The classic pictorial record of Charleston's beauty and resiliency
Charleston Come Hell or High Water captures the indomitable spirit of one of America's oldest and best-preserved cities. Praised by Charlestonians since its initial publication, and now in its sixth printing, this gripping collection of 168 black and white photographs depicts Charleston from the advent of photography in the 1840s through the late twentienth century.
Updated with photographs of Hurricane Hugo's destruction, Charleston Come Hell or High Water offers a pictorial saga as engaging and multi-faceted as the city itself. Southern belles in the camellia gardens of Magnolia-on-the-Ashley, Citadel cadets in drill, African-Americans, and the 1901 South Carolina Interstate and West Indian Exposition share pages with images of devastation wrought by war, hurricanes, fire, tornadoes, and an earthquake. The photos include Civil War views, many from the glass plates of Mathew Brady, and images taken by both local enthusiasts and professional photographers. The collection highlights Charleston's trove of architectural gems—some lost but many preserved for the future.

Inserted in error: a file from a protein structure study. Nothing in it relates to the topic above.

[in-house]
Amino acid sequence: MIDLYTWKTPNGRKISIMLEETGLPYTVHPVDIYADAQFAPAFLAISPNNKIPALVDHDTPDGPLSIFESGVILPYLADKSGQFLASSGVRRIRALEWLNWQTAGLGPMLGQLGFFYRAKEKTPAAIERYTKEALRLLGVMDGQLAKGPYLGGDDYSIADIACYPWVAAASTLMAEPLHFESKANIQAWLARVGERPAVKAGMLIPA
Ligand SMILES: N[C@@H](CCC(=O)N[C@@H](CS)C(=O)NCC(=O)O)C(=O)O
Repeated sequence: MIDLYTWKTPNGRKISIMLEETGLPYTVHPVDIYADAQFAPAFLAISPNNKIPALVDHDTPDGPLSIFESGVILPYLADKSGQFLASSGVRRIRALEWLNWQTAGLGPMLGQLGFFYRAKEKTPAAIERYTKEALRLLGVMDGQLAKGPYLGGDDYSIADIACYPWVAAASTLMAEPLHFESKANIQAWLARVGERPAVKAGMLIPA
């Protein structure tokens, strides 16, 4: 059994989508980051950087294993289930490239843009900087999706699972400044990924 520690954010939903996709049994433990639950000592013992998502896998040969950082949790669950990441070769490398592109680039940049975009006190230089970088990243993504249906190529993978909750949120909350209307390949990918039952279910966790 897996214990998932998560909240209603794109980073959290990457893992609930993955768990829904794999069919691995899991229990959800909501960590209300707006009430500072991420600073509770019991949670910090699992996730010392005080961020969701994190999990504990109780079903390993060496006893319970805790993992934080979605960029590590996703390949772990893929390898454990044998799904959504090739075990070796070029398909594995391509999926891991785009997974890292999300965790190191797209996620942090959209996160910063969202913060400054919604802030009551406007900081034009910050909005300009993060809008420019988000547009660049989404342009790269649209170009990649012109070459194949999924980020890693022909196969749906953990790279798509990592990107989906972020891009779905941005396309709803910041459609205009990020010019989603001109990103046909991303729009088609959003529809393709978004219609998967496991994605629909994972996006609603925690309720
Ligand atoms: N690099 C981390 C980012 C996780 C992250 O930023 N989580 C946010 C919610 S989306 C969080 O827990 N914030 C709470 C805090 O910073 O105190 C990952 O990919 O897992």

Robert N. S. Whitelaw, a lifelong champion the city, collected most of the photographs for the volume but died before completing his task. Alice Levkoff assembled the book and wrote its text.
When Alice Levkoff, a graduate of the University of Michigan, moved to her husband's hometown of Charleston, her latent interest in architectural history blossomed. Her years of work with the Historic Charleston Foundation and other preservation organizations, coupled with her research at the Charleston Library Society and South Carolina Historical Society, provided the background for assembling this collection of period photographs. Levkoff lives in Charleston.
Robert N. S. Whitelaw (1905–1974) was a founding trustee of the Historic Charleston Foundation and the first full time director of the Gibbes Memorial Art Gallery. In that position, he also assumed custody of the Dock Street Theatre after its reconstruction in 1937.
"As complete a study of Charleston since the mid-nineteenth century as has yet been compiled in a single volume."—Post and Courier, Charleston, South Carolina
"A unique contribution in words and pictures to the history of South Carolina, its people, and to its unique seaboard Mecca."—The State, Columbia, South Carolina